Acne and diet
Acne sufferers and their parents have always suspected chocolate, pork and all “good things” of being responsible for acne and its aggravation. And these beliefs continue despite opposing medical opinion.
But doctors’ are now changing their opinion!
Has this been proven?
Studies first demonstrated the absence of acne in so-called primitive populations which have a diet low in fat and rapidly-absorbed sugars, compared to their frequent consumption in so-called “civilised” countries. A series of later epidemiological studies conducted in the United States showed that milk, and skimmed milk in particular, was responsible for the high incidence of acne in adolescents. The abundance of rapidly-absorbed sugars, hormones and a substance resembling insulin (IGF1) contained in milk are thought to be responsible. Another study showed that a low-sugar diet improves acne in adults.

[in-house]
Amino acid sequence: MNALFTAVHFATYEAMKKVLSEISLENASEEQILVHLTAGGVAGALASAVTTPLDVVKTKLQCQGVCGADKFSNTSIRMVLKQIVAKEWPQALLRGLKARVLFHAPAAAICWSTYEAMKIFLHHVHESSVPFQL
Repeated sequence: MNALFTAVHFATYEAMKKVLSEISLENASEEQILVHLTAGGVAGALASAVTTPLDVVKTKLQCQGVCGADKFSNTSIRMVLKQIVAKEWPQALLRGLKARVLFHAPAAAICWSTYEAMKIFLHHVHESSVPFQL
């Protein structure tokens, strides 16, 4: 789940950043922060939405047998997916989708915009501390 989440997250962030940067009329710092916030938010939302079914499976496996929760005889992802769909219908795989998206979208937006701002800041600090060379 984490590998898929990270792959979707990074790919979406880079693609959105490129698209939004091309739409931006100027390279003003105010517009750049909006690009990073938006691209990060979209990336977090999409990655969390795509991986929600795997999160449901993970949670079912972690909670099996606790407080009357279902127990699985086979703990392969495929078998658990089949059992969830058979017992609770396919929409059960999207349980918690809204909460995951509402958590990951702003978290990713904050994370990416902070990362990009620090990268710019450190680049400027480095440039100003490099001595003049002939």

The debate is not clear-cut, but the renewed interest in the correlation between acne and diet has led to further research in this area.
What can we advise?
The role of a typical Western diet on acne is no longer under any doubt. It is likely that the overweight trend among adolescents in rich countries is linked to the frequency of acne. The main foods responsible have not been identified.
A sensible attitude is recommended without introducing an actual diet, or drawing up a list of banned foods. It seems reasonable to warn patients against the excess consumption of milk, snacking on rapidly-absorbed sugars and excess weight.